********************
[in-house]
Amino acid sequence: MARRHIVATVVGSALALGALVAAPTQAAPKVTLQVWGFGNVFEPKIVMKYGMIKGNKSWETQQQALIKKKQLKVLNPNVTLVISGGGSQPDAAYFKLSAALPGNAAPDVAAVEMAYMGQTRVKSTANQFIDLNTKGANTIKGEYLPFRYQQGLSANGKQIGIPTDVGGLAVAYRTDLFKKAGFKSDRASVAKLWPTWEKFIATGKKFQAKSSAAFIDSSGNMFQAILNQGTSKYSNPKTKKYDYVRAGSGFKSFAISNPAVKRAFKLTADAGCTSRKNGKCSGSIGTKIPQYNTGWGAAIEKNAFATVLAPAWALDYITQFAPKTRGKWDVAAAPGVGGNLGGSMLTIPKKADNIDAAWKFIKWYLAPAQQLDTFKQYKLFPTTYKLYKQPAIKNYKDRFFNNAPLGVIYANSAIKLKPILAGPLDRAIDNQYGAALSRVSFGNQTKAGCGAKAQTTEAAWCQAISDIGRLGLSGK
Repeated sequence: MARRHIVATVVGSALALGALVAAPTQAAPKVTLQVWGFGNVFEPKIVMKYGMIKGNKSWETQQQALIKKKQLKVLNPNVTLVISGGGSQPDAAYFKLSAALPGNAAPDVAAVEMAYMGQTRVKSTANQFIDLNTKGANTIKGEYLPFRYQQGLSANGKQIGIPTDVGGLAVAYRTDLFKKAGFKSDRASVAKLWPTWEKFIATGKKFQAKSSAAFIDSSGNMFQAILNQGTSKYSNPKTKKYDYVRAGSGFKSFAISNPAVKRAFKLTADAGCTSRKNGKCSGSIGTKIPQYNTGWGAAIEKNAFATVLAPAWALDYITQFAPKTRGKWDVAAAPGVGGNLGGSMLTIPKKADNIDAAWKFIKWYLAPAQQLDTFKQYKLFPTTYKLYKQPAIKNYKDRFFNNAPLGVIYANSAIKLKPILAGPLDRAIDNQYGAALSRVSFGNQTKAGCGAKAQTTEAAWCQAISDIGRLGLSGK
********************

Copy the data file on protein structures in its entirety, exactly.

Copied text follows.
[in-house]
Amino acid sequence: MARRHIVATVVGSALALGALVAAPTQAAPKVTLQVWGFGNVFEPKIVMKYGMIKGNKSWETQQQALIKKKQLKVLNPNVTLVISGGGSQPDAAYFKLSAALPGNAAPDVAAVEMAYMGQTRVKSTANQFIDLNTKGANTIKGEYLPFRYQQGLSANGKQIGIPTDVGGLAVAYRTDLFKKAGFKSDRASVAKLWPTWEKFIATGKKFQAKSSAAFIDSSGNMFQAILNQGTSKYSNPKTKKYDYVRAGSGFKSFAISNPAVKRAFKLTADAGCTSRKNGKCSGSIGTKIPQYNTGWGAAIEKNAFATVLAPAWALDYITQFAPKTRGKWDVAAAPGVGGNLGGSMLTIPKKADNIDAAWKFIKWYLAPAQQLDTFKQYKLFPTTYKLYKQPAIKNYKDRFFNNAPLGVIYANSAIKLKPILAGPLDRAIDNQYGAALSRVSFGNQTKAGCGAKAQTTEAAWCQAISDIGRLGLSGK
Repeated sequence: MARRHIVATVVGSALALGALVAAPTQAAPKVTLQVWGFGNVFEPKIVMKYGMIKGNKSWETQQQALIKKKQLKVLNPNVTLVISGGGSQPDAAYFKLSAALPGNAAPDVAAVEMAYMGQTRVKSTANQFIDLNTKGANTIKGEYLPFRYQQGLSANGKQIGIPTDVGGLAVAYRTDLFKKAGFKSDRASVAKLWPTWEKFIATGKKFQAKSSAAFIDSSGNMFQAILNQGTSKYSNPKTKKYDYVRAGSGFKSFAISNPAVKRAFKLTADAGCTSRKNGKCSGSIGTKIPQYNTGWGAAIEKNAFATVLAPAWALDYITQFAPKTRGKWDVAAAPGVGGNLGGSMLTIPKKADNIDAAWKFIKWYLAPAQQLDTFKQYKLFPTTYKLYKQPAIKNYKDRFFNNAPLGVIYANSAIKLKPILAGPLDRAIDNQYGAALSRVSFGNQTKAGCGAKAQTTEAAWCQAISDIGRLGLSGK